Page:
As Chaplain Barry Black opened the first post-Thanksgiving session of the Senate with a prayer on Monday afternoon, there was still some hope in the hallways of the Capitol that the recent holiday might have tempered the political attacks that have marked the debate over the fiscal cliff.
After all, the Capitol Christmas tree had arrived earlier on a gorgeous sunny but chilly day in Washington, D.C. There was a holiday spirit seemingly hanging over the Capitol complex.
And then, just after 2 p.m., the leaders of both parties took the floor and spent most of the next hour jabbing each other and their respective sides over how best to solve the tax and budget impasse.
The Congress was back in session.
Speaking about the fiscal cliff, Senate Majority Leader Harry Reid repeatedly quoted President Dwight Eisenhower about compromise, saying that "seeking the middle of the road isn't just acceptable, it's the only way forward," as Democrats push Republicans to accept income tax rate hikes on the wealthy.
Senate Republican Leader Mitch McConnell didn't sit idly by, as he argued the GOP has made an offer to increase tax revenues, but only if Democrats will then respond with real budget cuts and entitlement reforms.
"We've been clear about what we'll do and what we won't," McConnell said.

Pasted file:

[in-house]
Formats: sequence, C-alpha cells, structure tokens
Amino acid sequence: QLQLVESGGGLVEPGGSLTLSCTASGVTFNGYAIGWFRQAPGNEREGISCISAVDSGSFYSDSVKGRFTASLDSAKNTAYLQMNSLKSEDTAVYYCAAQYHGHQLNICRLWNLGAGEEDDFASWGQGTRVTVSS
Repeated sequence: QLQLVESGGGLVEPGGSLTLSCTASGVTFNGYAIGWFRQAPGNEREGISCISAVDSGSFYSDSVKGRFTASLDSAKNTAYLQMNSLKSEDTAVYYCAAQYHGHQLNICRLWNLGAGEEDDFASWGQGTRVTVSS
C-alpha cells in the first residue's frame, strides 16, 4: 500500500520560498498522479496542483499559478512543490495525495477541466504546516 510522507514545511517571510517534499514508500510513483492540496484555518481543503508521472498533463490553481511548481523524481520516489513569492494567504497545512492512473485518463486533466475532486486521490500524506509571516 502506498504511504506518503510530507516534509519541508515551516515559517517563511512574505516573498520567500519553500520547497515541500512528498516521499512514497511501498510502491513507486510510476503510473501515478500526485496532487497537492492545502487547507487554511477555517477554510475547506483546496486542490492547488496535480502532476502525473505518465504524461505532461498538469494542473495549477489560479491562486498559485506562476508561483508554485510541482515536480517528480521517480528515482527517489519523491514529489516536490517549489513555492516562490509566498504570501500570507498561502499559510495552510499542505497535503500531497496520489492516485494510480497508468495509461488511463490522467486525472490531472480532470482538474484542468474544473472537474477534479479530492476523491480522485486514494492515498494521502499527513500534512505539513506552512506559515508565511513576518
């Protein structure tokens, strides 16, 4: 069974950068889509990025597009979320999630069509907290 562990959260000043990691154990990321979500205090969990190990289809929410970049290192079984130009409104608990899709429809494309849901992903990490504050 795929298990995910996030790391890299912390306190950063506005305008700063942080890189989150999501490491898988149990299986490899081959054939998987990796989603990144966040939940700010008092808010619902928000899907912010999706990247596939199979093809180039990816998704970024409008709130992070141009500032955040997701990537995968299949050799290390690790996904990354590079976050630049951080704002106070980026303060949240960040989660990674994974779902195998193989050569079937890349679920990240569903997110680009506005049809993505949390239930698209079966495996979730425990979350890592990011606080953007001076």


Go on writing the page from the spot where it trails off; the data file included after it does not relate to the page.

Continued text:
Things really got spicy when the two leaders engaged in a lengthy back-and-forth about the latest threat by Reid to clamp down on some filibusters, as both men kept trying to get in the last word.
"Of course that statement is untrue," Reid said at one point about a McConnell argument.
"How would you feel if two years from now, I have your job and my members are saying let's get rid of the filibuster," McConnell retorted a few minutes later.
"The election is over," Reid added.
Even after Reid and McConnell left the floor 54 minutes into Monday's session, other Senators joined in, as the chilly afternoon breeze outside seemed to be flooding into the Senate chamber as well.
We all wondered in the Press Gallery - was this just for show? Or was it a real representation of where the fiscal cliff negotiations stand right now?
Was this just the Senate equivalent of former Baltimore Orioles manager Earl Weaver arguing with the umpires to get a rise out of the crowd?
Or was this the real deal, an acidic post-holiday exchange that shows just how difficult it will be to reach a deal, demonstrating that the optimistic talk right after the election of a deal was a naive assumption by some politicians and members of the news media?
Or was this something more simple - just two Senate bulls pawing the dirt?
A few hours later, the divisive nature of political Washington reared its head again in the Senate, as a bipartisan sportsmen's bill, designed to expand hunting and fishing access on federal lands, was derailed by GOP budgetary objections to a planned $142 million increase in spending over ten years.
The extra money would have been paid for by increasing the cost of duck stamps, but Republicans noted it was not authorized, and thus violated Senate budget rules. Democrats needed 60 votes to waive that budget objection, but could only muster a majority on a 50-44 tally.
If you can't get a sportmen's bill through the Senate, how can you get a major tax and budget deal through the Congress?
The clock is ticking.